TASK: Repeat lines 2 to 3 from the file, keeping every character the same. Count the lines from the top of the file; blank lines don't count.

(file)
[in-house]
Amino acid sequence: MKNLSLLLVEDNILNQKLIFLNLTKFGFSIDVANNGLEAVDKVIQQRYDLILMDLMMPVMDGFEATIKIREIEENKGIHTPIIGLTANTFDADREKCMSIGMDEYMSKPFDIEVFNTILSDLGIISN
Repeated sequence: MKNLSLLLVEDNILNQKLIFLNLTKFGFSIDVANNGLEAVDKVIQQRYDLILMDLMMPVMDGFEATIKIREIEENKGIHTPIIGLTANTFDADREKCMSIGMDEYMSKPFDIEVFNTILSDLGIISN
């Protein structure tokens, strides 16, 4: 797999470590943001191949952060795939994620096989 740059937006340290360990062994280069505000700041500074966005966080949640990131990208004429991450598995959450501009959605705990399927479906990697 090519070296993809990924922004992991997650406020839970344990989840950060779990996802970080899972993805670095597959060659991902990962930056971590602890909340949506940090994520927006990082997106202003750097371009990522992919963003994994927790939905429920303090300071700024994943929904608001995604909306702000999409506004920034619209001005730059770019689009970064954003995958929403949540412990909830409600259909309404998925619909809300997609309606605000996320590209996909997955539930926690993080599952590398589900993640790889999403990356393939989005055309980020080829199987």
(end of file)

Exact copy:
Amino acid sequence: MKNLSLLLVEDNILNQKLIFLNLTKFGFSIDVANNGLEAVDKVIQQRYDLILMDLMMPVMDGFEATIKIREIEENKGIHTPIIGLTANTFDADREKCMSIGMDEYMSKPFDIEVFNTILSDLGIISN
Repeated sequence: MKNLSLLLVEDNILNQKLIFLNLTKFGFSIDVANNGLEAVDKVIQQRYDLILMDLMMPVMDGFEATIKIREIEENKGIHTPIIGLTANTFDADREKCMSIGMDEYMSKPFDIEVFNTILSDLGIISN